In a post on April 16th I promised I would explain the case of Charles Linton, one of the few casualties of the Pamunkey Heavy Artillery during the war.
In short how, did he wind up being put up against the wall.
Sentence of Death.- On Saturday morning last Capt. Alexander, Assistant Provost Marshal, read the sentence of death, pronounced by a Court-Martial, on Charles Kelley, alias Charles Linton, formerly a member of the company I, 15th Louisiana regiment, now confined in Castle Thunder, for substitution and desertion. The accused, it seems, after being released from the 15th La. regiment, became a substitute in the Pamunkey Artillery, from which he deserted. The sentence is that the accused is to be taken to Chaffin's Bluff, on the 20th of June, and there shot to death by musketry. Linton denies being the man who substituted and deserted, and is getting up a petition to Gen. Elzey*, asking a pardon.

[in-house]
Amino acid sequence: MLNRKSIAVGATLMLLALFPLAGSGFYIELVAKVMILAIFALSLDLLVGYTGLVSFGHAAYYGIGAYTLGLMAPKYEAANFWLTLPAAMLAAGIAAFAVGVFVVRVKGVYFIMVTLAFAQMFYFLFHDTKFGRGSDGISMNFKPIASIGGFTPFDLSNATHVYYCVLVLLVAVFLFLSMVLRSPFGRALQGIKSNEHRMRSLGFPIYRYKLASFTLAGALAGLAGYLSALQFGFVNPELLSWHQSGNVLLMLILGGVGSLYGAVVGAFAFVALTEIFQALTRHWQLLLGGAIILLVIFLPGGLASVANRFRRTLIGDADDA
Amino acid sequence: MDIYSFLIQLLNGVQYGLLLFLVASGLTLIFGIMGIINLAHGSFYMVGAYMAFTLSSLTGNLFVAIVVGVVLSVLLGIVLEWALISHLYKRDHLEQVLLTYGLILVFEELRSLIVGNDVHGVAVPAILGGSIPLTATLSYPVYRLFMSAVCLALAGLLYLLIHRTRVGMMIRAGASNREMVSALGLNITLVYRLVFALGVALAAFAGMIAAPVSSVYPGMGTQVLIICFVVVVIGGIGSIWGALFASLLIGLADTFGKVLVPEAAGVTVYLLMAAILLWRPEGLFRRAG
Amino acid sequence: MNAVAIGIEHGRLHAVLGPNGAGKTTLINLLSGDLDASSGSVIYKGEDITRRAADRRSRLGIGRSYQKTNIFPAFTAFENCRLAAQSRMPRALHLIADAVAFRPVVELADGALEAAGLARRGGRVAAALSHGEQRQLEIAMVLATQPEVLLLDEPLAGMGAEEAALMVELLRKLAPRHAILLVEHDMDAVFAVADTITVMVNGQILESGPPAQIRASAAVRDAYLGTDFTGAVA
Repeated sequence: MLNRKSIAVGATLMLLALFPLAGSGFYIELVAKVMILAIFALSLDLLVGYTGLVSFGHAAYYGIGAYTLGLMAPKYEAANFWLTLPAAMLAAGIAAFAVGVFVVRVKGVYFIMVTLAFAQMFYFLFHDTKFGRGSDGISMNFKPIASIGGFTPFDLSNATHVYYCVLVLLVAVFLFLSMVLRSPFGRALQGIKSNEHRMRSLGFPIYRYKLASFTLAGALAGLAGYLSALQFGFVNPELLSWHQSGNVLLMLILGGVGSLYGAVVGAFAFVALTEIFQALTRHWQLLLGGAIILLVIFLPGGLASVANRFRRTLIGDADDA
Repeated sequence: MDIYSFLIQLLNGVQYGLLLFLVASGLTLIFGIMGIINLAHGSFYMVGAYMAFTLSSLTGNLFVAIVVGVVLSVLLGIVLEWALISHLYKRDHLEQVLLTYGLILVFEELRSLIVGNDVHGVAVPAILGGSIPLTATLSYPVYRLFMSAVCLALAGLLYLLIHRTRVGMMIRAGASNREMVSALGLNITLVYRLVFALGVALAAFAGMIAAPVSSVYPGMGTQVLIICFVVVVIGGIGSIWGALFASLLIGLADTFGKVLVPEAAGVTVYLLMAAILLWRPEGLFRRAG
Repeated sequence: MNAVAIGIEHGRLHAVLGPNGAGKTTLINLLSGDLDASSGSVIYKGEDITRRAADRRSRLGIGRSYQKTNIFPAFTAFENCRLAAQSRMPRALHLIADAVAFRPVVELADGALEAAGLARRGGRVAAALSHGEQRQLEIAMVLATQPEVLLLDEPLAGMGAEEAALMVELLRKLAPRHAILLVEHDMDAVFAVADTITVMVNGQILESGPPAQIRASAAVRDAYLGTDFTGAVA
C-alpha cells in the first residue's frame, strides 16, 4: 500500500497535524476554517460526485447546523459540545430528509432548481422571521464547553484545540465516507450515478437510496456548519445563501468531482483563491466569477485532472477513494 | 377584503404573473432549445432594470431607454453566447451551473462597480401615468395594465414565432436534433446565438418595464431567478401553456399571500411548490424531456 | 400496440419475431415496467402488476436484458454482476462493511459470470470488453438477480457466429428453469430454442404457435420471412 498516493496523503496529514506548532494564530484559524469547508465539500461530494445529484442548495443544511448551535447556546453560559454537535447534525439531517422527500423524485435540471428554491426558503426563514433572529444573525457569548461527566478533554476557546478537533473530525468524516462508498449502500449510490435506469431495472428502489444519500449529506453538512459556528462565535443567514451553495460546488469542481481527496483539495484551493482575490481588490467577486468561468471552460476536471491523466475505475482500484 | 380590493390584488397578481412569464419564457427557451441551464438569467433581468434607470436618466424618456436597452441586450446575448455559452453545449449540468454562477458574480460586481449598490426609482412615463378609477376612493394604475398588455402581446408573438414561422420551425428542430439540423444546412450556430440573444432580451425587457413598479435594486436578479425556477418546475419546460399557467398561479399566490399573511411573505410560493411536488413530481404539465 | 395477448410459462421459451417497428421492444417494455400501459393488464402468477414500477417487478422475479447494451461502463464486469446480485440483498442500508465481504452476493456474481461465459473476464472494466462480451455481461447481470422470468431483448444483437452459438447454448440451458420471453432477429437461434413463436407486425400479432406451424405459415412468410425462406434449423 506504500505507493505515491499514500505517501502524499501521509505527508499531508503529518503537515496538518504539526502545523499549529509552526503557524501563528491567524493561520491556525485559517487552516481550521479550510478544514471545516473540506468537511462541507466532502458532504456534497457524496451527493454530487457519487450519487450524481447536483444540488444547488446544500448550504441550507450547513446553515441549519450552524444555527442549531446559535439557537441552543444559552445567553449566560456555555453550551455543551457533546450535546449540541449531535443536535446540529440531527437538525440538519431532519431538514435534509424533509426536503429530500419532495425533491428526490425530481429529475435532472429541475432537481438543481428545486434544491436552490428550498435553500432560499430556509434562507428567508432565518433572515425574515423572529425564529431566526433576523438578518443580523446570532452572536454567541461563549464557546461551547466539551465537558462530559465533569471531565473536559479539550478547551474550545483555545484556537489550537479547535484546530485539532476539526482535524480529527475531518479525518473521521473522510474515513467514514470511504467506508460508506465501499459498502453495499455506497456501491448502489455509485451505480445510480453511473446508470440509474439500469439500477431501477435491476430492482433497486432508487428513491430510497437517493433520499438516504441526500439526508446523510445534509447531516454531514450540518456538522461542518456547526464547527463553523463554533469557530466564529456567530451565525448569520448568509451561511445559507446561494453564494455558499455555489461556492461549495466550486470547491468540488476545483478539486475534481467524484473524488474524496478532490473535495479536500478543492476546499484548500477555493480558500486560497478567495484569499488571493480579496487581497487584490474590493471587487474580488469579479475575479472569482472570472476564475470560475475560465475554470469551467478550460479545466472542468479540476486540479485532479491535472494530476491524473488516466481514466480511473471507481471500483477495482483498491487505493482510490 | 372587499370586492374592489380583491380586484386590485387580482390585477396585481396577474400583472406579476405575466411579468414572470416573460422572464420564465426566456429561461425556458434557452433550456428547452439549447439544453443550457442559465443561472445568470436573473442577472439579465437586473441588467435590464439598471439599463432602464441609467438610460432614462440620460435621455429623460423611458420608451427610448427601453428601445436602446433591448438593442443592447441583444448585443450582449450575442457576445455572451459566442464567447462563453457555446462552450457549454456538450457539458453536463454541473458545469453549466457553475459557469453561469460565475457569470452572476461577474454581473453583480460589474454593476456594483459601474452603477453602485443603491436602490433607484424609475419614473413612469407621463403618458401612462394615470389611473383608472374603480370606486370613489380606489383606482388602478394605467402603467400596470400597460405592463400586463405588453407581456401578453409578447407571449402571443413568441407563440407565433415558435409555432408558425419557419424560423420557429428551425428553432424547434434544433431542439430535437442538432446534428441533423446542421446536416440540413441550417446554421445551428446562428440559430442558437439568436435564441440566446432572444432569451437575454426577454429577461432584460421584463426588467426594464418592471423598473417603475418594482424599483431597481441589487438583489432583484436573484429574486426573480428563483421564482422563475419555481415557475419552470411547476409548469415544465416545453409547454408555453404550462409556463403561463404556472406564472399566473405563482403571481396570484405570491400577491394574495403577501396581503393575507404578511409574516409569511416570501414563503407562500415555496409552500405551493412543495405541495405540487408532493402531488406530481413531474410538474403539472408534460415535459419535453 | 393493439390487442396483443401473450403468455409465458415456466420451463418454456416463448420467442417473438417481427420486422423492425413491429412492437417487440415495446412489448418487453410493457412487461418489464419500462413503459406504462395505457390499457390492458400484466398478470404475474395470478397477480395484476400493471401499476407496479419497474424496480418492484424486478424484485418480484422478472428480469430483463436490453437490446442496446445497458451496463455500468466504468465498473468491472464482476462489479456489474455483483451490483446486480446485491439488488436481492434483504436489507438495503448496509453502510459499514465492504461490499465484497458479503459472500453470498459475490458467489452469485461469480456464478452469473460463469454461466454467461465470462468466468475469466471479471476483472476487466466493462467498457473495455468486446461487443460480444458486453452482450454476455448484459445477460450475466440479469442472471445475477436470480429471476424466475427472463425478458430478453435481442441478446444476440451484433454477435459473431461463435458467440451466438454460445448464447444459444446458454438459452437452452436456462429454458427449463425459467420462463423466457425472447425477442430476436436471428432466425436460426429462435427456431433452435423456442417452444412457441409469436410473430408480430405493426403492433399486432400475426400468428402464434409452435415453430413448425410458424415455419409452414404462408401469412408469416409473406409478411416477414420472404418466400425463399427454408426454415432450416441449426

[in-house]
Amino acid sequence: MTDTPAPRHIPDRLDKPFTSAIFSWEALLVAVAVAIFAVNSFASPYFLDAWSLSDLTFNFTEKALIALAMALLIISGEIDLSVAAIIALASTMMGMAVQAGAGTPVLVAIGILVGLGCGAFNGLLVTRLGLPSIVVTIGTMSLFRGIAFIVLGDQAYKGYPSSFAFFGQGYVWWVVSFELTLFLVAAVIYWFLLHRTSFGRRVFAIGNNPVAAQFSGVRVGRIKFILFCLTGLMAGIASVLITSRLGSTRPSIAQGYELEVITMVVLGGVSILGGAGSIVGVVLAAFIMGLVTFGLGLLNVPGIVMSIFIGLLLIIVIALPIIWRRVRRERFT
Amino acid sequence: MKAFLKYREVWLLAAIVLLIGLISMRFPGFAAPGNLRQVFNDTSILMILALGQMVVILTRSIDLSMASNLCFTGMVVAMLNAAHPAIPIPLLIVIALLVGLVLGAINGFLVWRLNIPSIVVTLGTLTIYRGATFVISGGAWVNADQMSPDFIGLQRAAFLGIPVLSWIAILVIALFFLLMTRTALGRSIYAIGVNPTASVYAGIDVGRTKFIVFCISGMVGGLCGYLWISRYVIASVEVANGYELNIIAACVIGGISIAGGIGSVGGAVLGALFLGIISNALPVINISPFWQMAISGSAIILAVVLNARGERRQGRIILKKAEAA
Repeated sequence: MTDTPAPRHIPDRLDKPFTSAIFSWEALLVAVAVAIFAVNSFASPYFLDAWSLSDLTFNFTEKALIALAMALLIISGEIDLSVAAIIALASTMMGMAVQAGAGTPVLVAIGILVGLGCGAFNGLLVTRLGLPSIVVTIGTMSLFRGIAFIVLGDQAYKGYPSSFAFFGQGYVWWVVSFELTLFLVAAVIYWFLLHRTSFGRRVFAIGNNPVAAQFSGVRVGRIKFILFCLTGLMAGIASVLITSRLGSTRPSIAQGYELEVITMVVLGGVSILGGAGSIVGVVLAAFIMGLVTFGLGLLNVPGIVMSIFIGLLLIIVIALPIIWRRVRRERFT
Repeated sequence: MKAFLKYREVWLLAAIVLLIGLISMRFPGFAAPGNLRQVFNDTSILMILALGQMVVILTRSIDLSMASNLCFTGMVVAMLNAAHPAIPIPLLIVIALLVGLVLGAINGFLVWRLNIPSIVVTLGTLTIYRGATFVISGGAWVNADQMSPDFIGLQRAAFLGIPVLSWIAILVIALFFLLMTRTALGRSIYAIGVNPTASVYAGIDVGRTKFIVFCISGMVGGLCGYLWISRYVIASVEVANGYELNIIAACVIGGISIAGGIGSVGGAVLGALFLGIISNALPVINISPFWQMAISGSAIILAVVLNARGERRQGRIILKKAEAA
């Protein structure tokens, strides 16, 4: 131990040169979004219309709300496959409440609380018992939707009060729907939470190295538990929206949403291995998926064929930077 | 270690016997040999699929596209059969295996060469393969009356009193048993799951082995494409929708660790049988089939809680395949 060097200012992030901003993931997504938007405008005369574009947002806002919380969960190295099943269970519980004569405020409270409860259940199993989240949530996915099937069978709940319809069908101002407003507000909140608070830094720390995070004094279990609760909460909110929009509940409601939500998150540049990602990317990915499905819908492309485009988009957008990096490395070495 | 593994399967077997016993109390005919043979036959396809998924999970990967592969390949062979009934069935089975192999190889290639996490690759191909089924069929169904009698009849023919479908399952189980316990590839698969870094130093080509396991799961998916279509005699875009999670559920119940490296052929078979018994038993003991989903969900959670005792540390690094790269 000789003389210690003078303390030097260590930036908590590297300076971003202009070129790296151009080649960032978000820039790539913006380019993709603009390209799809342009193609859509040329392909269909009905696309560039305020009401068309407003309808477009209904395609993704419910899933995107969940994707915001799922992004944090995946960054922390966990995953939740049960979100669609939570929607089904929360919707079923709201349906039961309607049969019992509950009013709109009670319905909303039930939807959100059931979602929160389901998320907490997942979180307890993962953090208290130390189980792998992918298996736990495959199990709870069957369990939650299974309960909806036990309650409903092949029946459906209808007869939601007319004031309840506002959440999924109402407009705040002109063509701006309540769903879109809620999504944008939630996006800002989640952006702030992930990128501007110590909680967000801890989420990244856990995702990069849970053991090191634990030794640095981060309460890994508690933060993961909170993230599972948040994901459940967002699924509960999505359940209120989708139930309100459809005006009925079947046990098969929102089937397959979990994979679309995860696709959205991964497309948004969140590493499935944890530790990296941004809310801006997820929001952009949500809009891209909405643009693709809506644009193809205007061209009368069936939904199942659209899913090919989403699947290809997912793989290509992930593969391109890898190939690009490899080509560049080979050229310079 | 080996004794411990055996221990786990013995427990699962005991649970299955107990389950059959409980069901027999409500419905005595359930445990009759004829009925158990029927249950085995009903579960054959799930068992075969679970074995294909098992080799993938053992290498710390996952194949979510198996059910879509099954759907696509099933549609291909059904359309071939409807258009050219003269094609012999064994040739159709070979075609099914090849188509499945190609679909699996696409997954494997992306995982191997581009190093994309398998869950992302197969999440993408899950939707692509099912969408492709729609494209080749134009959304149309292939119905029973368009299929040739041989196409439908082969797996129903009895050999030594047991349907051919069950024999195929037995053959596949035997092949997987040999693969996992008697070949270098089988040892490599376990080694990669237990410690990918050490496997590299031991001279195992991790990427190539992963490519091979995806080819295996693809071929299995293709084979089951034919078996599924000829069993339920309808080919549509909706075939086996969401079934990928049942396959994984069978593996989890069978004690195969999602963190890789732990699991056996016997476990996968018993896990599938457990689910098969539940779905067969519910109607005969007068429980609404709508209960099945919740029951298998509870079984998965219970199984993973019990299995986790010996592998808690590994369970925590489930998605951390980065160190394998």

- Daily Dispatch, June 8, 1863
Execution of a Deserter.- Charles Kelly, alias Linton, who has deserted twice and substituted twice, was shot at Chaffin's Bluff Saturday morning. He met his fate very calmly, requesting the firing squad to take good aim at him. At the signal the squad fired, three balls piercing his heart and three entering his head.
-Daily Dispatch, June 22, 1863
*General Arnold Elzey, Commandant of the Department of Richmond